Precision-cut liver slices: a versatile tool to advance liver research
Human precision-cut liver slices represent a robust and versatile ex vivo model which retains the complex and multi-cellular histoarchitecture of the hepatic environment. As such, they represent an ideal model to investigate the mechanisms of liver injury and for the identification of novel therapeutic targets.
KeywordsLiver slices Organotypic system Liver disease model
There is an urgent need for reliable systems to understand the pathogenesis of liver diseases, such as viral hepatitis, NASH, cancer, fibrosis and alcohol-induced liver disease. The in vitro cellular models and in vivo animal models currently utilised in liver research do not fully mimic the complex pathogenesis of liver injury and disease progression, particularly the development of fibrosis that occurs in humans. Lack of this understanding hinders the development of biomarkers both prognostic and diagnostic. Moreover, the pre-clinical testing of potential therapeutic targets in animal models can result in the identification of molecules that do not always show efficacy or worse still provoke toxic events in humans . Recapitulating liver pathophysiology is challenging because of the intricacy of cellular composition and cell heterogeneity, the active role of the extracellular matrix and the complex tissue arrangement. Furthermore, immunity in man varies significantly from mouse models in terms of composition, strength and breadth, which is a problem that has to be addressed as inflammation and dysfunctional host immunity are major drivers of liver injury and disease.
The precision-cut slices of kidney, intestinal and lung tissues  have been very successfully used to study multiple multicellular pathological processes such as in fibrosis and as shown below, liver slices are now emerging as a versatile tool to understand disease pathways in several liver conditions.
Alcoholic liver disease (ALD)
Non-alcoholic fatty liver disease (NAFLD)
Alternatively, use of liver explants from patients with NASH cirrhosis undergoing transplantation would help to assess if there was an opportunity for therapeutic interventions at this late stage of disease or whether the reversibility is restricted to earlier stages.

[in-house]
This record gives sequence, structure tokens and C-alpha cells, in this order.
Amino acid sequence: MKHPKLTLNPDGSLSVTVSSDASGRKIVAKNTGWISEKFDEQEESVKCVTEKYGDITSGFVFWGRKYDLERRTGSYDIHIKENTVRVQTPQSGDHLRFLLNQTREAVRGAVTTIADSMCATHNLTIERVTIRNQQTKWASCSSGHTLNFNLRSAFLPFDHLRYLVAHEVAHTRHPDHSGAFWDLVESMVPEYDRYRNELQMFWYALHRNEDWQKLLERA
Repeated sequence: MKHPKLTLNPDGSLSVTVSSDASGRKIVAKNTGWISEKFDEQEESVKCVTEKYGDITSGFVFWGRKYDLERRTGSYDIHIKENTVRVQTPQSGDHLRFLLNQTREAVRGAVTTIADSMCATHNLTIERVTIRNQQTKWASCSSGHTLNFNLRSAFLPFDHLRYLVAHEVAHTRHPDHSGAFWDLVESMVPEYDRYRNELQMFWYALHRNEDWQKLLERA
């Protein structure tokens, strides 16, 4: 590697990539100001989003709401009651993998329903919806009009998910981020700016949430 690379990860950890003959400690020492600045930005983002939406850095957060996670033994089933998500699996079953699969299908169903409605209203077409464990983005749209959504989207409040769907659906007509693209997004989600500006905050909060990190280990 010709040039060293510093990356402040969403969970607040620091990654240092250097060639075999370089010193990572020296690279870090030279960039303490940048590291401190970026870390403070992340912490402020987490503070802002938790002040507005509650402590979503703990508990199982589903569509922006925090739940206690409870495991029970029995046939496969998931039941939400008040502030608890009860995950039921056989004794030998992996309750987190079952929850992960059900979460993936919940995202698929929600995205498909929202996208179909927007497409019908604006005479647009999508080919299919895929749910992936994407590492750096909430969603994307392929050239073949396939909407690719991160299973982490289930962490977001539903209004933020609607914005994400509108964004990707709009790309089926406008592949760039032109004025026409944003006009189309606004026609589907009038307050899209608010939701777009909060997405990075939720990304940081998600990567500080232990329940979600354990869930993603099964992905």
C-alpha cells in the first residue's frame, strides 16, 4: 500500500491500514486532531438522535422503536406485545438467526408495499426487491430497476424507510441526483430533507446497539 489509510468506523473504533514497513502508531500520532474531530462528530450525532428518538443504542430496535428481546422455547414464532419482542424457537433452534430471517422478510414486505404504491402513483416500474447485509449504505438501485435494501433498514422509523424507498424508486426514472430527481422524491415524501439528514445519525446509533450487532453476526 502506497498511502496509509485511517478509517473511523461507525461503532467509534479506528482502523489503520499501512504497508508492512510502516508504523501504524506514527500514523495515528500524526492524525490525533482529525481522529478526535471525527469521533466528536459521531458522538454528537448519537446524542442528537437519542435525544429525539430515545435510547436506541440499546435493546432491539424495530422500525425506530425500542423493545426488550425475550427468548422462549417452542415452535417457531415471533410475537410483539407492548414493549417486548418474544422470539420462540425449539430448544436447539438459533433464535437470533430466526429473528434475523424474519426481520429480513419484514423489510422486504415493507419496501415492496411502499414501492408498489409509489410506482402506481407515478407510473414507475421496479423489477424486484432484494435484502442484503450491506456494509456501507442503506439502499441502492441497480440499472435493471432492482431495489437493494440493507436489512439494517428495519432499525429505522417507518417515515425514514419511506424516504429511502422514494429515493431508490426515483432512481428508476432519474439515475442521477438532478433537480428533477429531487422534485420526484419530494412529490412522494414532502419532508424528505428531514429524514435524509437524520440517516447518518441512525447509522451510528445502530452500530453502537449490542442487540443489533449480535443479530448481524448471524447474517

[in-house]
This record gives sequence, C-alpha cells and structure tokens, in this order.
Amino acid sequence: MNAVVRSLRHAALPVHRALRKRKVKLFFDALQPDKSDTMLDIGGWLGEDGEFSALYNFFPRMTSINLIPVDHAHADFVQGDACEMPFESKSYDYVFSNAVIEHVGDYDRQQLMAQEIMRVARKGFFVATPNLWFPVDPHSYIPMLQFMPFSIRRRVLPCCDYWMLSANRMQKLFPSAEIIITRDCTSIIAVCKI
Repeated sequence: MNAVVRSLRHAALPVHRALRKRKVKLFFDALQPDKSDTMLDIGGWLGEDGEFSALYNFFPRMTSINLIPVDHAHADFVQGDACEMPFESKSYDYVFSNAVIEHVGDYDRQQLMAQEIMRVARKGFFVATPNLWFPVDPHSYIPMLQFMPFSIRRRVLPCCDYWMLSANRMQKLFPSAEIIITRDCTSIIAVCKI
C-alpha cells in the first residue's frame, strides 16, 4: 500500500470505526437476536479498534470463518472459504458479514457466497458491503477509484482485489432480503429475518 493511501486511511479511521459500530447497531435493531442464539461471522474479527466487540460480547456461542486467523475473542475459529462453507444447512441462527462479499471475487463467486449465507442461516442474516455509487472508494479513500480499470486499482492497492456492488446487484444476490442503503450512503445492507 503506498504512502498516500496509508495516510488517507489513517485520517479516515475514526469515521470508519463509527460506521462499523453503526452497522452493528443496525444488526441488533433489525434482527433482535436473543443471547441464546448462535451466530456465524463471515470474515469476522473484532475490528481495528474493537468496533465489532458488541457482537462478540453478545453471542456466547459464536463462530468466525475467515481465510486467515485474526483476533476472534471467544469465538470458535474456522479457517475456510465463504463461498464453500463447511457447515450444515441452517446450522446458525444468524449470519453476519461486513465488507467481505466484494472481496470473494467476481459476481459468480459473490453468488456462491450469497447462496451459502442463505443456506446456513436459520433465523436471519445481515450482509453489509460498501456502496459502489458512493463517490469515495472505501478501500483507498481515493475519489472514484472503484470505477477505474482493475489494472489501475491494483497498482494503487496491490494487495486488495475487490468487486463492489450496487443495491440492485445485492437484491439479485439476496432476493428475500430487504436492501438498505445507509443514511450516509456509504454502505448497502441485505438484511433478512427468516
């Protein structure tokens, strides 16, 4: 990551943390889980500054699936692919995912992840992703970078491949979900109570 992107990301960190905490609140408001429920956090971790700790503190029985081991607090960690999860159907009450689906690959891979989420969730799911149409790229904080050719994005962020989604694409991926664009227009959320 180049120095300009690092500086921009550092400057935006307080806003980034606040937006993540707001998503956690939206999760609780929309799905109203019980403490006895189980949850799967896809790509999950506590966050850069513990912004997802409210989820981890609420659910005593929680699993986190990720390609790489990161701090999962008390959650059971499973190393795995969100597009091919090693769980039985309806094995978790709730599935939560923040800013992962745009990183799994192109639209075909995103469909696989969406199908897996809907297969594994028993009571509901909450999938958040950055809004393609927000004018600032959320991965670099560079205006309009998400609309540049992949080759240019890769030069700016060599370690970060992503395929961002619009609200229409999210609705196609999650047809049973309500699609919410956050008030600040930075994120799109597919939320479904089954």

Fibrosis and cirrhosis
There is an increasing evidence that different chronic liver diseases are characterised by different pro-fibrogenic mechanisms and while cirrhosis is the common result of progressive fibrogenesis, there are distinct patterns of fibrosis development associated with different etiologies. The induction of fibrosis from toxic agents can be demonstrated in the hPCLS, as the key events and the cellular components of fibrogenesis are maintained and remain active. Within each slice, the hepatocytes are metabolically fully competent and the other cell types retain their functionality including the inflammatory response induced by Kupffer cells and the development of fibrosis mediated by the activation of hepatic stellate cells and myofibroblasts. We have previously used mouse PCLS model to induce fibrogenesis with leptin and assess the ability of Osteopontin neutralisation to abrogate this response  confirming its utility as a pre-clinical model for anti-fibrotic therapies. Recent evidence suggests, however, that fibrogenic processes may be different in rodents. A recent study assessing the anti-fibrotic effects of LY2109761, a TGF-Beta inhibitor using human and rat PCLS showed that whilst LY2109761 was anti-fibrotic in both rat and human PCLS, there were considerable differences between the regulation of alpha-SMA and HSP47 in the responses to the treatment. Differences in fibrotic response between rat and human PCLS were also demonstrated earlier by the same group, demonstrating the strength of the PCLS model in fibrotic research while underlining the inter-species differences in mechanisms of fibrosis [8, 9].